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White House press secretary: 'Our intention is never to lie'

Associated Press logo Associated Press 1/23/2017 By DAVID BAUDER, AP Television Writer
White House press secretary Sean Spicer speaks during the daily briefing at the White House in Washington, Monday, Jan. 23, 2017. Spicer answered questions about prescriptions drug costs, trade, President Donald Trump's schedule among other topics. (AP Photo/Susan Walsh) © The Associated Press White House press secretary Sean Spicer speaks during the daily briefing at the White House in Washington, Monday, Jan. 23, 2017. Spicer answered questions about prescriptions drug costs, trade, President Donald Trump's schedule among other topics. (AP Photo/Susan Walsh)

NEW YORK (AP) — White House press secretary Sean Spicer told a roomful of reporters that "our intention is never to lie to you," although sometimes the Trump administration may "disagree with the facts."

White House press Secretary Sean Spicer speaks during the daily White House briefing, Monday, Jan. 23, 2017, in the briefing room of the White House in Washington. (AP Photo/Evan Vucci) © The Associated Press White House press Secretary Sean Spicer speaks during the daily White House briefing, Monday, Jan. 23, 2017, in the briefing room of the White House in Washington. (AP Photo/Evan Vucci)

Spicer's first full press briefing was closely watched Monday following a weekend statement about President Donald Trump's inauguration audience that included incorrect assertions. After White House counselor Kellyanne Conway received wide social media attention for her explanation that Spicer had presented "alternative facts," Monday's briefing was televised live on CNN, Fox News Channel, MSNBC and, for a time, even ABC.

White House press Secretary Sean Spicer arrives in the briefing room of the White House in Washington, Monday, Jan. 23, 2017, for the daily White House briefing. (AP Photo/Evan Vucci) © The Associated Press White House press Secretary Sean Spicer arrives in the briefing room of the White House in Washington, Monday, Jan. 23, 2017, for the daily White House briefing. (AP Photo/Evan Vucci)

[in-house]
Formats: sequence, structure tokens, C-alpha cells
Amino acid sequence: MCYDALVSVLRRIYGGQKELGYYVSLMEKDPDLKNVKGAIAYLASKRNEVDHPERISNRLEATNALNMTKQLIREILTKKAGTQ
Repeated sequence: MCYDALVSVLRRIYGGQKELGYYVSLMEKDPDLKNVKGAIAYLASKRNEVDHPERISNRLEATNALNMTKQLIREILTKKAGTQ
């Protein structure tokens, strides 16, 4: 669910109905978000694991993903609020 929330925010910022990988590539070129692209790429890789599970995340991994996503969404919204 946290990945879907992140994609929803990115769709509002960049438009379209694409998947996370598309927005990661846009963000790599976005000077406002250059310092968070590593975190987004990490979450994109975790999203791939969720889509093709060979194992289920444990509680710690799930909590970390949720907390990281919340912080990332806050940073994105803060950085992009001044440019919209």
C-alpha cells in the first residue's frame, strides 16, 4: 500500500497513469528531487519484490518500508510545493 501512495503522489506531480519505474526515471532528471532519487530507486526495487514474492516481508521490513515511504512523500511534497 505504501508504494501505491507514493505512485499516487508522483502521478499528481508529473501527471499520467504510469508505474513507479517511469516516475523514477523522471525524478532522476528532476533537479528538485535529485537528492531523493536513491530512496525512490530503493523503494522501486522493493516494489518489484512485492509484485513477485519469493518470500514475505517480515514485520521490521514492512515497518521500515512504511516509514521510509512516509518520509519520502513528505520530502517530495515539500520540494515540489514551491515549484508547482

Meanwhile, ABC announced that anchor David Muir would interview Trump for a one-hour prime-time special to air at 10 p.m. EST Wednesday.

Spicer tried to defuse tension by opening with a self-deprecating joke about his lack of popularity, and his 78-minute session was wide-ranging and mostly substantive. He corrected one disputed statement from Saturday, defended another and expressed some frustration regarding how the new Trump administration feels about its news coverage.

Asked for a pledge not to lie, Spicer assented, saying, "I believe we have to be honest with the American people." He said he had received incorrect information about Inauguration day ridership on the Washington Metro system when he initially claimed the system was used more Friday than for Barack Obama's 2013 inauguration.

"There are times when you tweet something out or write a story and you publish a correction," he said. "That doesn't mean you were trying to deceive readers or the American people, does it? I think we should be afforded the same opportunity."

Spicer didn't back down from his claim that Trump's inauguration was the most-seen ever, clarifying that he was including people who watched online. The ceremony didn't have the highest TV ratings and aerial photographs indicate the live crowd wasn't as big as it was for Obama's first swearing-in, but there are no reliable crowd estimates or numbers indicating how many people across the world watched the ceremony online.

He expressed frustration about an erroneous report, later corrected, stating that a bust of Martin Luther King Jr. had been removed from a room in the White House following Trump's inauguration.

"Where was the apology to the president of the United States?" Spicer said. "Where was the apology to the millions of people who thought that it was racially insensitive?"

One reporter said Spicer had accepted an apology from the news outlet that made the mistake in a pool report.

Spicer would not say whether he was ordered by Trump or other staffers to make Saturday's statement, but explained some of the thinking that went into it. Like countless White House staffs before them, the Trump team is exasperated about "negative" and "demoralizing" coverage.

"When we're right, say we're right," he said. "When we're wrong, say we're wrong. But it's not always wrong and negative."

Spicer broke with the White House tradition of opening briefings with a question from The Associated Press. The AP was traditionally given the first question because it is a broad-based news cooperative that represents the largest swath of American newspapers, broadcasters and other kinds of news organizations.

Instead, Spicer initially called on a reporter from the New York Post, and he took questions from several news organizations that were rarely called on during the previous administration. He said four seats in the briefing room would be kept open for out-of-town reporters to participate via Skype.

The new press secretary — who took no questions Saturday — drew a laugh when he said he'd stay at the podium for as long as the reporters wanted him there, and he nearly did.

"I want to make sure we have a healthy relationship," he said.

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